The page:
What the hell is Progressive Pricing?
When you book a flight or take an Uber, it is pretty standard for fares to fluctuate depending on demand and supply. It’s a pricing structure that has been adopted by all kinds of industries. And now creative agencies are looking at it to change the way we bill for our time. We hit up Leo Burnett Melbourne GM, Naomi Gorringe, with 5 quick questions to explain exactly what progressive pricing is and how it could revolutionise the way we do business.
1. What is progressive pricing?
In the creative industries, we know that all hours of work are not created equal. Some hours of work create amazing value and others none. Yet the primary remuneration model for agencies is still the billable hour.
Progressive pricing is thinking differently about the value we are providing our clients, which in turn means we look at how we price that value differently.
Progressive pricing is a shift from billable hours and ‘costs’ towards identifying the value of the outputs we create or outcomes we can help our clients achieve and pricing accordingly. Progressive pricing is based on the value for a customer – it can take many forms and is present in most other industries.
2. What are some examples of other industries using it?
The reality is that many of our clients use some form of progressive pricing. Here’s some other examples:
Brand identity and logo design. Paula Scher scribbled the new Citi logo on the back of a napkin during the briefing, but Pentagram charged for the value of the output not the time spent on coming up with the idea.
Product/industrial design – IP is owned by the designers they are paid per sale or via subscription.
Management consultants – identify the cost of the problem they are going to solve for a client, then price their solution at a percentage of that problem cost.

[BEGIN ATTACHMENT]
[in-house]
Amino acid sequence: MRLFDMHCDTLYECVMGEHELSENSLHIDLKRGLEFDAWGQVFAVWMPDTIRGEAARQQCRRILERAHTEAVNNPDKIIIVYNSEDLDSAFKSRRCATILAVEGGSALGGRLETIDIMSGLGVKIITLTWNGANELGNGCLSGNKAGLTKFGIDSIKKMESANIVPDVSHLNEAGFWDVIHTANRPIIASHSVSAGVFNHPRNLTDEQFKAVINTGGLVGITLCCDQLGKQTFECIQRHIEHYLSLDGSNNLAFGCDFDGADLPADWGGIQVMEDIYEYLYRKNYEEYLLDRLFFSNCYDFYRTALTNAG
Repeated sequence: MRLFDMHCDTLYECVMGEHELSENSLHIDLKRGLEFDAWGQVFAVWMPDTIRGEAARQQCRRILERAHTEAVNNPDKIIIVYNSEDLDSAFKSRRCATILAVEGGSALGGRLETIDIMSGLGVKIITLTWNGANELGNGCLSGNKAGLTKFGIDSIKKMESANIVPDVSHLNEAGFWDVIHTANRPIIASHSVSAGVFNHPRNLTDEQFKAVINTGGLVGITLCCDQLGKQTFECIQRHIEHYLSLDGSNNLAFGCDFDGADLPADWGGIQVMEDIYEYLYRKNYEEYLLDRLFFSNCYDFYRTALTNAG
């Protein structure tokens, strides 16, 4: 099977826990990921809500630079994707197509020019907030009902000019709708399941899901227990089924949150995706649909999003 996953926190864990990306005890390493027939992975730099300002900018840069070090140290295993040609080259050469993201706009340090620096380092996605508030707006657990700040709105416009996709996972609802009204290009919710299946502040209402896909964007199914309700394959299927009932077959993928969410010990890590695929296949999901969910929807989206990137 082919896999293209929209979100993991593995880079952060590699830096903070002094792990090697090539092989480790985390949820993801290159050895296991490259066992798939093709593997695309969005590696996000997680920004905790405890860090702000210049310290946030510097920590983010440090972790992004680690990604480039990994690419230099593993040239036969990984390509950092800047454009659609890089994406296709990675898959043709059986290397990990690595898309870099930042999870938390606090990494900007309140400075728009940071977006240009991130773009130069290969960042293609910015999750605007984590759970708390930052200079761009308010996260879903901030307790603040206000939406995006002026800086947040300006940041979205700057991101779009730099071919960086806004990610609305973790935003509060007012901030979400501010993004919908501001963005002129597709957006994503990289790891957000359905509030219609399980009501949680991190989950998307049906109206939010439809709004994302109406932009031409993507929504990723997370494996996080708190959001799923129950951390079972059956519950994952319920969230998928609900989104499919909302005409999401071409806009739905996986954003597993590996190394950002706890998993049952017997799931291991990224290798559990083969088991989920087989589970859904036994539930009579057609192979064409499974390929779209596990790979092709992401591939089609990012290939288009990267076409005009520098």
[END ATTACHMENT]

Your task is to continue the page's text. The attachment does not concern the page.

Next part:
Hotels and flights – dynamic pricing based on demand is accepted by consumers despite paying for the exact same product.
3. Why is it being considered for creative agencies?
Because it’s mutually beneficial for clients and agencies. Clients don’t pay for unproductive time, and agencies are rewarded for achieving outcomes for clients—shared goals resulting in stronger partnerships. The time-based pricing most agencies use today was first introduced in the 1960s and doesn’t reflect the current state of the industry or the work agencies do for clients today.
4. How would it benefit our day-to-day?
Less focus on timesheets, more on solving clients problems through creativity. A different pricing model encourages innovation by focusing on the impact our ideas will have on our clients’ business, not the number of people solving the problem or how long it takes to come up with an impactful idea.
5. When will it become a reality for agencies?
This is a total paradigm shift for agencies so certainly won’t happen overnight. Currently, an element of most new business pitches is procurement’s evaluation of rate cards and cost schedules that are based on cost + pricing.
However, we can start straight away by changing the language we use around pricing and looking for opportunities to talk to clients about mutually beneficial progressive pricing models that are based on the ‘value created’ not the ‘hours worked’.